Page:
Industry experts predict clampdown on driver distraction
17 June 2013
Author: Tristan Young
Eco driving apps could do more harm than good if they aren't designed properly, according to a leading scientist at research establishment MIRA.
Speaking at a technology conference organised by auction firm BCA, Dr Anthony Baxendale, head of research and future transport technology at MIRA, said many smartphone-based apps designed to improve a driver's fuel economy were increasing the risk of the driver being distracted.
Commenting on the wider issue of increased levels of information being available to drivers, he said: "There's a lot of information that can be shown to the driver, but it's a case of how to show it to the driver."
Baxendale spoke alongside Aston Martin's chief electrical engineer Alan Bennett who pointed out legislation is becoming increasingly stringent in this area and could force changes.
Bennett highlighted recent proposed guidelines from the US that meant that a host of current and forthcoming technologies would be effectively banned from cars.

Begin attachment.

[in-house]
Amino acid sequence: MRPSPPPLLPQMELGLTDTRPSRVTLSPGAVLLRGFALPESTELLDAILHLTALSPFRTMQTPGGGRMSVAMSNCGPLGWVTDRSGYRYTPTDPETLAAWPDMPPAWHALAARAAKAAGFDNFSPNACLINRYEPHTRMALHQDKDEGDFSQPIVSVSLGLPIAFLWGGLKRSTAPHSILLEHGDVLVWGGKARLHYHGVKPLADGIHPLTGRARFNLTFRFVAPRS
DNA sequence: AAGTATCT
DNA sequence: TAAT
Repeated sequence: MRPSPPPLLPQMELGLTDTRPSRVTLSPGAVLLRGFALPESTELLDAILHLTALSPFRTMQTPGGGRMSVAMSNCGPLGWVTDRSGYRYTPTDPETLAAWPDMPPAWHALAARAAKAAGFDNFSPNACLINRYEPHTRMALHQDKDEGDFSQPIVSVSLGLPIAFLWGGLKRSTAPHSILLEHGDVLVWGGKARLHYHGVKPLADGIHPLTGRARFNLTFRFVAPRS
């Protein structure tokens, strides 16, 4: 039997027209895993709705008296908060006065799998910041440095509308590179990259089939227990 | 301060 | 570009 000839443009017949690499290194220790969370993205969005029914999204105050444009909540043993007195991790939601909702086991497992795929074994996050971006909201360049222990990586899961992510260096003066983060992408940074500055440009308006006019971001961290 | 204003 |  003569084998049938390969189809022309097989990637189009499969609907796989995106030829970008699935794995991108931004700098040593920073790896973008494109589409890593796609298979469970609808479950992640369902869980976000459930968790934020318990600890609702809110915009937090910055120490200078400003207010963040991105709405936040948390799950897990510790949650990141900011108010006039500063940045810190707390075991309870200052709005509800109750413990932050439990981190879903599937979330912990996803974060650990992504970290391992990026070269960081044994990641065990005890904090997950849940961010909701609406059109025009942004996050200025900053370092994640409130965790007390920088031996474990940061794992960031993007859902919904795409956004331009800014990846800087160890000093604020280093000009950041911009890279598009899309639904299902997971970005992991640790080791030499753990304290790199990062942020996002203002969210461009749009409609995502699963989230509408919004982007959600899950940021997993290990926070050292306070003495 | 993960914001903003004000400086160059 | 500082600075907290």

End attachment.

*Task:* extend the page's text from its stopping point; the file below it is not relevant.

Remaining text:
The guidelines come from the National Highway Traffic Safety Administration, which is often a global leader on road safety matters because it takes a strong line due to the highly litigious society in the US.
As such, the UK could follow suit, and even if it does not become a legal requirement, car makers will have to comply to satisfy the US market.
Under the proposals video, photographs and scrolling text will be banned from the driver's sight. Internet browsing, social media and
e-book reading is also banned. Manual entry of text messages or satnav instructions will also have to go.
While flat satnav mapping images would be allowed under the guidelines (as would reversing cameras), the NHTSA said: "However, the display of informational detail not critical to navigation, such as photorealistic images, satellite images or 3D images is not recommended."
This final comment would put an end to the latest Google Streetview and 3D images available on some premium brands' systems.
Once these guidelines have been passed the NHTSA is proposing to look initially at portable devices and their use in cars followed by audio-vocal car controls.
This final suggestion is to outlaw "sound levels likely to mask warnings either from within or from outside the vehicle", according to Bennett.
If approved, this last point would mean a volume limit on car stereos to make sure warnings such as in-car alerts or emergency sirens could be heard by the driver.